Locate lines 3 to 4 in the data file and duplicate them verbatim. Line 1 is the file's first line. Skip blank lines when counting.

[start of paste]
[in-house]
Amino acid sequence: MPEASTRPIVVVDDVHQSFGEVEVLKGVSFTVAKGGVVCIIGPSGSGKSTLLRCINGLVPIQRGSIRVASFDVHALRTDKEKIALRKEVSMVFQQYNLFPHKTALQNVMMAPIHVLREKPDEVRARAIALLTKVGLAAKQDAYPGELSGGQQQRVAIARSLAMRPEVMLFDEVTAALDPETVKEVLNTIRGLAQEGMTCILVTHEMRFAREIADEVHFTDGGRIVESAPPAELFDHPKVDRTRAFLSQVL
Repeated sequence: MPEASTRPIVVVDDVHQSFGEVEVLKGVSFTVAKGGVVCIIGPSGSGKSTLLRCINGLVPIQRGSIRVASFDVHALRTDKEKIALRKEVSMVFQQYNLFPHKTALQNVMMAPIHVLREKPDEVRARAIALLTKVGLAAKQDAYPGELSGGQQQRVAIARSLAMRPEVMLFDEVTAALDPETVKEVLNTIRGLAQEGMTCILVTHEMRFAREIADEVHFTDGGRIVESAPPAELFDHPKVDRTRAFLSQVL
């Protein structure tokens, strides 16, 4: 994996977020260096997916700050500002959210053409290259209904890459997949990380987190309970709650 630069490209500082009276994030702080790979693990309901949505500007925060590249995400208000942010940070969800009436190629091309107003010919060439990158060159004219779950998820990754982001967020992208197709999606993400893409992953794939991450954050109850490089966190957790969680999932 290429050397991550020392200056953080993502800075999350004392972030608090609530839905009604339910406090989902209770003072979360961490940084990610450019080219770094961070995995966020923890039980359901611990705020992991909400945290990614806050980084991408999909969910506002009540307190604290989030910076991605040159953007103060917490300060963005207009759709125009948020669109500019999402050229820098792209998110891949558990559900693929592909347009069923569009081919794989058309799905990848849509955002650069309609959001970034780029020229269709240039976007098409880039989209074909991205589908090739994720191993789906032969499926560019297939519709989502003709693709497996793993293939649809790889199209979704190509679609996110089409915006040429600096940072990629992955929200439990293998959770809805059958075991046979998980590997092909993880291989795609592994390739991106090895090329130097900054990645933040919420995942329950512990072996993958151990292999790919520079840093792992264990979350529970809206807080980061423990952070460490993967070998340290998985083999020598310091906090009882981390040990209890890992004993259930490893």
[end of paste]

Repeated sequence: MPEASTRPIVVVDDVHQSFGEVEVLKGVSFTVAKGGVVCIIGPSGSGKSTLLRCINGLVPIQRGSIRVASFDVHALRTDKEKIALRKEVSMVFQQYNLFPHKTALQNVMMAPIHVLREKPDEVRARAIALLTKVGLAAKQDAYPGELSGGQQQRVAIARSLAMRPEVMLFDEVTAALDPETVKEVLNTIRGLAQEGMTCILVTHEMRFAREIADEVHFTDGGRIVESAPPAELFDHPKVDRTRAFLSQVL
């Protein structure tokens, strides 16, 4: 994996977020260096997916700050500002959210053409290259209904890459997949990380987190309970709650 630069490209500082009276994030702080790979693990309901949505500007925060590249995400208000942010940070969800009436190629091309107003010919060439990158060159004219779950998820990754982001967020992208197709999606993400893409992953794939991450954050109850490089966190957790969680999932 290429050397991550020392200056953080993502800075999350004392972030608090609530839905009604339910406090989902209770003072979360961490940084990610450019080219770094961070995995966020923890039980359901611990705020992991909400945290990614806050980084991408999909969910506002009540307190604290989030910076991605040159953007103060917490300060963005207009759709125009948020669109500019999402050229820098792209998110891949558990559900693929592909347009069923569009081919794989058309799905990848849509955002650069309609959001970034780029020229269709240039976007098409880039989209074909991205589908090739994720191993789906032969499926560019297939519709989502003709693709497996793993293939649809790889199209979704190509679609996110089409915006040429600096940072990629992955929200439990293998959770809805059958075991046979998980590997092909993880291989795609592994390739991106090895090329130097900054990645933040919420995942329950512990072996993958151990292999790919520079840093792992264990979350529970809206807080980061423990952070460490993967070998340290998985083999020598310091906090009882981390040990209890890992004993259930490893």